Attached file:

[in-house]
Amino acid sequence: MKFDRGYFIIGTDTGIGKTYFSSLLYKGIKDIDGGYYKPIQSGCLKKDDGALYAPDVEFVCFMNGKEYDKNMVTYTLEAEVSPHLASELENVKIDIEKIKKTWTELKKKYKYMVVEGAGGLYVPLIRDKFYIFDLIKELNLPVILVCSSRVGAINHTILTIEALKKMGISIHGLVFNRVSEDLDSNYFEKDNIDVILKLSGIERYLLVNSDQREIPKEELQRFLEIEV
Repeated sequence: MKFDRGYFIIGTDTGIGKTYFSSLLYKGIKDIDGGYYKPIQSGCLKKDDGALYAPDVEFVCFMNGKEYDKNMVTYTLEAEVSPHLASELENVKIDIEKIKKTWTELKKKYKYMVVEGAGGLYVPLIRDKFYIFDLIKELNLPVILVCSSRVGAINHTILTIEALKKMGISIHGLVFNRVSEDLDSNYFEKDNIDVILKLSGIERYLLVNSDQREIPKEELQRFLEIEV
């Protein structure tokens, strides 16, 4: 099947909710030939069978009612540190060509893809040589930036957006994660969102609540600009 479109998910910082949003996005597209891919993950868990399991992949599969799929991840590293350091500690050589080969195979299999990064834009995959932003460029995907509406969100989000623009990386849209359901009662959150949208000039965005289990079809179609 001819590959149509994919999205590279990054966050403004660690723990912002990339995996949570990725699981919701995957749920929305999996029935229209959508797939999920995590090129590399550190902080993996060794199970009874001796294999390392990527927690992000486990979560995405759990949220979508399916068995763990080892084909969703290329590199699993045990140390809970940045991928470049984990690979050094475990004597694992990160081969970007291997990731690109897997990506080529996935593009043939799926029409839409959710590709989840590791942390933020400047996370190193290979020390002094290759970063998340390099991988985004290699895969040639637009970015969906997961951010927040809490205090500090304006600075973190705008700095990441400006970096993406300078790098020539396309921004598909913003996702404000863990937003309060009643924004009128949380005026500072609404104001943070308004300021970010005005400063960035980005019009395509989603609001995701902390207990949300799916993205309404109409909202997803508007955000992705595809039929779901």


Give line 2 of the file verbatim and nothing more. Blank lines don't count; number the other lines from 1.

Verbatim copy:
Amino acid sequence: MKFDRGYFIIGTDTGIGKTYFSSLLYKGIKDIDGGYYKPIQSGCLKKDDGALYAPDVEFVCFMNGKEYDKNMVTYTLEAEVSPHLASELENVKIDIEKIKKTWTELKKKYKYMVVEGAGGLYVPLIRDKFYIFDLIKELNLPVILVCSSRVGAINHTILTIEALKKMGISIHGLVFNRVSEDLDSNYFEKDNIDVILKLSGIERYLLVNSDQREIPKEELQRFLEIEV